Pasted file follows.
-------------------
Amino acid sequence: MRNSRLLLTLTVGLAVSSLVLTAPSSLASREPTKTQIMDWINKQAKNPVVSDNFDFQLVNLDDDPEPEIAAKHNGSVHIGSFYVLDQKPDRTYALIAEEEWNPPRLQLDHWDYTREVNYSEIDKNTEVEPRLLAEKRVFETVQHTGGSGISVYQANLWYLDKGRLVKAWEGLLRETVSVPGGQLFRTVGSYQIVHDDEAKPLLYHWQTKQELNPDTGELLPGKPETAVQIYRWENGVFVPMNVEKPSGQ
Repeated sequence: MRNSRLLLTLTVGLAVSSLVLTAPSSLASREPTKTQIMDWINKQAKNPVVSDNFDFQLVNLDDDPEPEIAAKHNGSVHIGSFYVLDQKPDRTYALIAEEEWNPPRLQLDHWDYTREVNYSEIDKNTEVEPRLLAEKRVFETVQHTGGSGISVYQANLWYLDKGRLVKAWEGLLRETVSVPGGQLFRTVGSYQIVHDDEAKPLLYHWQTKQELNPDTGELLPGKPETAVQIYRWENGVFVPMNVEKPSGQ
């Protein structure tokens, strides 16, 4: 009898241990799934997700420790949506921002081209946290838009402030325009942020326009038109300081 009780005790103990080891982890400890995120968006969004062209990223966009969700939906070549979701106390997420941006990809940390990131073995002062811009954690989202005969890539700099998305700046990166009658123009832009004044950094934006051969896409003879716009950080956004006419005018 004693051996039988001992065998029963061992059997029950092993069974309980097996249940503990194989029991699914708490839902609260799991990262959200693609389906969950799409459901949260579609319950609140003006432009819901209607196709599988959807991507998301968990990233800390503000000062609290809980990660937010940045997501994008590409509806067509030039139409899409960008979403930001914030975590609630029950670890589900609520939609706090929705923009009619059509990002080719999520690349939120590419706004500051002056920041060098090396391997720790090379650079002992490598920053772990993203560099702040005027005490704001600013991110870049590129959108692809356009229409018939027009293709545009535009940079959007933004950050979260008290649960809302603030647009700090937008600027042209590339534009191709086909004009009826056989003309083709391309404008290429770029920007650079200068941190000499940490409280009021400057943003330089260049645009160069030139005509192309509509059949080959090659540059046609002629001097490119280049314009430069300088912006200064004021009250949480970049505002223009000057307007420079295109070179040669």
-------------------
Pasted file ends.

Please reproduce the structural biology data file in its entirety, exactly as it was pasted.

Amino acid sequence: MRNSRLLLTLTVGLAVSSLVLTAPSSLASREPTKTQIMDWINKQAKNPVVSDNFDFQLVNLDDDPEPEIAAKHNGSVHIGSFYVLDQKPDRTYALIAEEEWNPPRLQLDHWDYTREVNYSEIDKNTEVEPRLLAEKRVFETVQHTGGSGISVYQANLWYLDKGRLVKAWEGLLRETVSVPGGQLFRTVGSYQIVHDDEAKPLLYHWQTKQELNPDTGELLPGKPETAVQIYRWENGVFVPMNVEKPSGQ
Repeated sequence: MRNSRLLLTLTVGLAVSSLVLTAPSSLASREPTKTQIMDWINKQAKNPVVSDNFDFQLVNLDDDPEPEIAAKHNGSVHIGSFYVLDQKPDRTYALIAEEEWNPPRLQLDHWDYTREVNYSEIDKNTEVEPRLLAEKRVFETVQHTGGSGISVYQANLWYLDKGRLVKAWEGLLRETVSVPGGQLFRTVGSYQIVHDDEAKPLLYHWQTKQELNPDTGELLPGKPETAVQIYRWENGVFVPMNVEKPSGQ
């Protein structure tokens, strides 16, 4: 009898241990799934997700420790949506921002081209946290838009402030325009942020326009038109300081 009780005790103990080891982890400890995120968006969004062209990223966009969700939906070549979701106390997420941006990809940390990131073995002062811009954690989202005969890539700099998305700046990166009658123009832009004044950094934006051969896409003879716009950080956004006419005018 004693051996039988001992065998029963061992059997029950092993069974309980097996249940503990194989029991699914708490839902609260799991990262959200693609389906969950799409459901949260579609319950609140003006432009819901209607196709599988959807991507998301968990990233800390503000000062609290809980990660937010940045997501994008590409509806067509030039139409899409960008979403930001914030975590609630029950670890589900609520939609706090929705923009009619059509990002080719999520690349939120590419706004500051002056920041060098090396391997720790090379650079002992490598920053772990993203560099702040005027005490704001600013991110870049590129959108692809356009229409018939027009293709545009535009940079959007933004950050979260008290649960809302603030647009700090937008600027042209590339534009191709086909004009009826056989003309083709391309404008290429770029920007650079200068941190000499940490409280009021400057943003330089260049645009160069030139005509192309509509059949080959090659540059046609002629001097490119280049314009430069300088912006200064004021009250949480970049505002223009000057307007420079295109070179040669």